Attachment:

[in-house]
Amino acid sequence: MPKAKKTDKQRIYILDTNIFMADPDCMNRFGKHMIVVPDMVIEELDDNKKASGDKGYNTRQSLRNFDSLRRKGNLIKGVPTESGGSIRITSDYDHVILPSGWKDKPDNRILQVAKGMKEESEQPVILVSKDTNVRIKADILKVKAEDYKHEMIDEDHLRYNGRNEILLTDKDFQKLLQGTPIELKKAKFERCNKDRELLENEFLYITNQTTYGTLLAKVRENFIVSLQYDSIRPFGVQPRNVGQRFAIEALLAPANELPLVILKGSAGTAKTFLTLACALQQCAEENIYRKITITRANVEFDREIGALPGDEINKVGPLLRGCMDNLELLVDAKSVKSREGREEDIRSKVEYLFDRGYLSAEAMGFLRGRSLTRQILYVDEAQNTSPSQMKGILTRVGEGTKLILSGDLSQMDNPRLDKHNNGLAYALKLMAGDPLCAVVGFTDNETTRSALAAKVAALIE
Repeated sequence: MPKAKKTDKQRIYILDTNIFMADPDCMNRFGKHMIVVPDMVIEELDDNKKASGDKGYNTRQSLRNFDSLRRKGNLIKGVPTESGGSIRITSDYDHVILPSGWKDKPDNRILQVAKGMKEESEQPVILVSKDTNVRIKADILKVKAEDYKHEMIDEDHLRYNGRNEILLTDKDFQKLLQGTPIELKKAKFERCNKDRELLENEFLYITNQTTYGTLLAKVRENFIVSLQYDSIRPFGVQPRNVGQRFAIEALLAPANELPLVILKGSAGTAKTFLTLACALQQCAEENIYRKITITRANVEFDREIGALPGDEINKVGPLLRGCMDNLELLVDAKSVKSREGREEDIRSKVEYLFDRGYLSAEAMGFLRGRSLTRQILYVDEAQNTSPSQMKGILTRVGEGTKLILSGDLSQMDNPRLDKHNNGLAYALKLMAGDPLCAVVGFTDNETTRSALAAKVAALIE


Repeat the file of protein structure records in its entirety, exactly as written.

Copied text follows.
[in-house]
Amino acid sequence: MPKAKKTDKQRIYILDTNIFMADPDCMNRFGKHMIVVPDMVIEELDDNKKASGDKGYNTRQSLRNFDSLRRKGNLIKGVPTESGGSIRITSDYDHVILPSGWKDKPDNRILQVAKGMKEESEQPVILVSKDTNVRIKADILKVKAEDYKHEMIDEDHLRYNGRNEILLTDKDFQKLLQGTPIELKKAKFERCNKDRELLENEFLYITNQTTYGTLLAKVRENFIVSLQYDSIRPFGVQPRNVGQRFAIEALLAPANELPLVILKGSAGTAKTFLTLACALQQCAEENIYRKITITRANVEFDREIGALPGDEINKVGPLLRGCMDNLELLVDAKSVKSREGREEDIRSKVEYLFDRGYLSAEAMGFLRGRSLTRQILYVDEAQNTSPSQMKGILTRVGEGTKLILSGDLSQMDNPRLDKHNNGLAYALKLMAGDPLCAVVGFTDNETTRSALAAKVAALIE
Repeated sequence: MPKAKKTDKQRIYILDTNIFMADPDCMNRFGKHMIVVPDMVIEELDDNKKASGDKGYNTRQSLRNFDSLRRKGNLIKGVPTESGGSIRITSDYDHVILPSGWKDKPDNRILQVAKGMKEESEQPVILVSKDTNVRIKADILKVKAEDYKHEMIDEDHLRYNGRNEILLTDKDFQKLLQGTPIELKKAKFERCNKDRELLENEFLYITNQTTYGTLLAKVRENFIVSLQYDSIRPFGVQPRNVGQRFAIEALLAPANELPLVILKGSAGTAKTFLTLACALQQCAEENIYRKITITRANVEFDREIGALPGDEINKVGPLLRGCMDNLELLVDAKSVKSREGREEDIRSKVEYLFDRGYLSAEAMGFLRGRSLTRQILYVDEAQNTSPSQMKGILTRVGEGTKLILSGDLSQMDNPRLDKHNNGLAYALKLMAGDPLCAVVGFTDNETTRSALAAKVAALIE